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Balance at Work

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Below is one of the original Harrison Assessment case studies from 30 years ago! For those too young to know, the CES (now called Centrelink) is the Australian government employment service.

We revisit this case today knowing that employers and recruiters continue to struggle with assessing job fit.

The Challenge

It was 1990; BP and the Australian Commonwealth Employment Service (CES, now Centrelink) had a problem. They were jointly running a program to provide long-term, unemployed teenagers with jobs as forecourt attendants at their service stations (gas stations). The government provided the customer service training followed by 3 months of subsidised salary, while BP provided full time jobs for successful trainees. Initially, only 1 in 5 trainees were still employed at the end of the 3 month period.

With training and subsidies approaching $20,000 per head, the future of the entire program was at risk. Results from programs with other employers were equally poor. It was unlikely that the high attrition rate could be attributed to BP, or the job itself. The problem seemed to be that far too many of the candidates being placed into the program were unsuitable for customer service roles.

To ensure that the program continued, it was imperative to increase the retention rate. BP was unlikely to retain interest if the quality of the potential employees remained low; and, it was of little benefit to the long-term unemployed teenagers to be trained for a job in which they had little interest. To increase employee retention, the objectives now were to improve the overall quality of applicants, and match the teenagers with jobs they would be happy with and successfull at.

What makes a good forecourt attendant?

BP/CES needed to define what success looked like for this role and establish which personal characteristics might indicate the candidate could be a first-class customer service representative. After all, only 1 in 5 of the new hires who had started the course were successful. Was there a pattern or aspects of their personality that differed from the 4 in 5 who were unsucessful in the program?

If there were differences, applicants could be effectively cast into customer service roles, just as a director casts actors in a play. Many people can play Romeo, but only actors with certain characteristics are suited to playing the great lover successfully.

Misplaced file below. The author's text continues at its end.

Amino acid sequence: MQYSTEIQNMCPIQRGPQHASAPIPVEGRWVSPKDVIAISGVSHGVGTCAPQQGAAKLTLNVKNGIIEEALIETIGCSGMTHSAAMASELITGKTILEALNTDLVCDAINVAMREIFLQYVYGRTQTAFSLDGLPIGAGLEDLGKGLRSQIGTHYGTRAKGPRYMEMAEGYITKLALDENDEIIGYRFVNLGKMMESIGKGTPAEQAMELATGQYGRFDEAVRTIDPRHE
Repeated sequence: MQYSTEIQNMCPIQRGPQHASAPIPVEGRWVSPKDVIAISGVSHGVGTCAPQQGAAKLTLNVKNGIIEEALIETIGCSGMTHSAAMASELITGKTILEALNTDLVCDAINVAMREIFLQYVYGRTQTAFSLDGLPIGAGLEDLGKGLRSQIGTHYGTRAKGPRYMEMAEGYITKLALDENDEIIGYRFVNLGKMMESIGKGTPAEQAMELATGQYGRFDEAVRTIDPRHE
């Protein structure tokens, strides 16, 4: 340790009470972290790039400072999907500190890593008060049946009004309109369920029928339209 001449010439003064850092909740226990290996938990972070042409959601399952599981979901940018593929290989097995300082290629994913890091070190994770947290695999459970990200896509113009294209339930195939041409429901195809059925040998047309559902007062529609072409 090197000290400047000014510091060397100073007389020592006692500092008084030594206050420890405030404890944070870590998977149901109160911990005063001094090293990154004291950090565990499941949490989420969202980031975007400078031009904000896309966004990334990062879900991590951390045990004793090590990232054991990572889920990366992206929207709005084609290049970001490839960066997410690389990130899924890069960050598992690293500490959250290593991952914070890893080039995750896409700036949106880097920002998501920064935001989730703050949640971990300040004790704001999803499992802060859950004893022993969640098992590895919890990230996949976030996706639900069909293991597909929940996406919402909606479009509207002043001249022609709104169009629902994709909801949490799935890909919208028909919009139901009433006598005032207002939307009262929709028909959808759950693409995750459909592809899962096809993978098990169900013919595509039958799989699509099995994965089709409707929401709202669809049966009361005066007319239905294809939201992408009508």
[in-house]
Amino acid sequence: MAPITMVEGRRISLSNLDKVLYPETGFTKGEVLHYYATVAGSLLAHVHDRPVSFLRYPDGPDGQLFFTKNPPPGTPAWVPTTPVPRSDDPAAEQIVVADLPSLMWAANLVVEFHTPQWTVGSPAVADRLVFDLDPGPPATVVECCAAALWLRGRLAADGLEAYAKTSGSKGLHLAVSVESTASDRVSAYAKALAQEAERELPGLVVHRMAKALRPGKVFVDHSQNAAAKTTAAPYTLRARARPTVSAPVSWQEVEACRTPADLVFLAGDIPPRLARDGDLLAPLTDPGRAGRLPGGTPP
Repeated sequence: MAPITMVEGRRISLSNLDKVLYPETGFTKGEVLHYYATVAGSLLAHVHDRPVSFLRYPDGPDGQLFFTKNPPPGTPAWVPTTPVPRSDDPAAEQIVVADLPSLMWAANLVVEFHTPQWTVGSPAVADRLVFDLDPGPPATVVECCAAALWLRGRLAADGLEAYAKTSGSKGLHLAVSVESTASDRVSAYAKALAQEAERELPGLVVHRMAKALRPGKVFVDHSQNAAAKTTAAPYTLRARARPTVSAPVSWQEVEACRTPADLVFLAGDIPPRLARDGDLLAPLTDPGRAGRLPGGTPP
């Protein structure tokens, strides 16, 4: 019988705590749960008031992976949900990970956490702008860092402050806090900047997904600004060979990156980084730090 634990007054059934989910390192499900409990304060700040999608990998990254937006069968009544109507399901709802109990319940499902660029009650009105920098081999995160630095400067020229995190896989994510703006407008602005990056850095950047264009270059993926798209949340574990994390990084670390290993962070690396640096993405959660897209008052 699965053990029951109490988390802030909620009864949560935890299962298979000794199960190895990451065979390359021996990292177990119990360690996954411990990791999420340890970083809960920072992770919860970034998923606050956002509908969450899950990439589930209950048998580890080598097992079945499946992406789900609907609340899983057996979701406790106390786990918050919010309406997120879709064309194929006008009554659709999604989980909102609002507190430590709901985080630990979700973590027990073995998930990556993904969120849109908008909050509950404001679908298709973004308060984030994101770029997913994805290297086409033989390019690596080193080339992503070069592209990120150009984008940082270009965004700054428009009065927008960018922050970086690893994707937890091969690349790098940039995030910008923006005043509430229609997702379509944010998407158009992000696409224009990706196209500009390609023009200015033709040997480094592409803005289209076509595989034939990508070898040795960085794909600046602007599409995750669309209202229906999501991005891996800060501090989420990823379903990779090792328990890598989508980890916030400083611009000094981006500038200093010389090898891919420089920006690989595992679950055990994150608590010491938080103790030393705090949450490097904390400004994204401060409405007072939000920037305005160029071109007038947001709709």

At this point, BP/CES approached Harrison Assessments (HA) who developed an assessment which measurs a large number of behavioural tendencies, interests, and preferences. The Harrison Assessment is based on 2 underlying theories.

  • Enjoyment-Performance Theory states that if an individual enjoys performing a certain task or behavour, they will tend to do it more often, and as a result, become better developed in them. Once better developed, one may receive positive feedback from others or even themselves, reinforcing their enjoyment of the task or behaviour. Conversely, this applies to those tasks and behaviours we don't enjoy, that we tend to procrastinate or even avoid. We will do them less often or not at all, prohibiting improvement. We therefore may receive negative feedback which reinforces our tendency to not enjoy them.
  • Paradox Theory is more complicated. A Paradox is made up of 2 traits, that appear contradictory, or mutually exclusive, (e.g. Diplomacy and Frankness), but are in fact complementary. Harrison doesn't simply measure whether an individual tends to be more diplomatic or more frank, but measures both traits independently. An individual who tends to be both very frank and very diplomatic will be a far better communicator than someone tends to be neither.

To begin defining success in this role, Harrison Assessments ultimately examined 130 behavioural traits from a number of previously successful and unsuccessful forecourt attendants. The results indeed showed that there were a number of characteristics that contributed to success as a customer service representative in the forecourt environment.

Just as a casting director looks for sensitive eyes and a lithe grace for his Romeo (essential traits), our star customer service staff shared the following: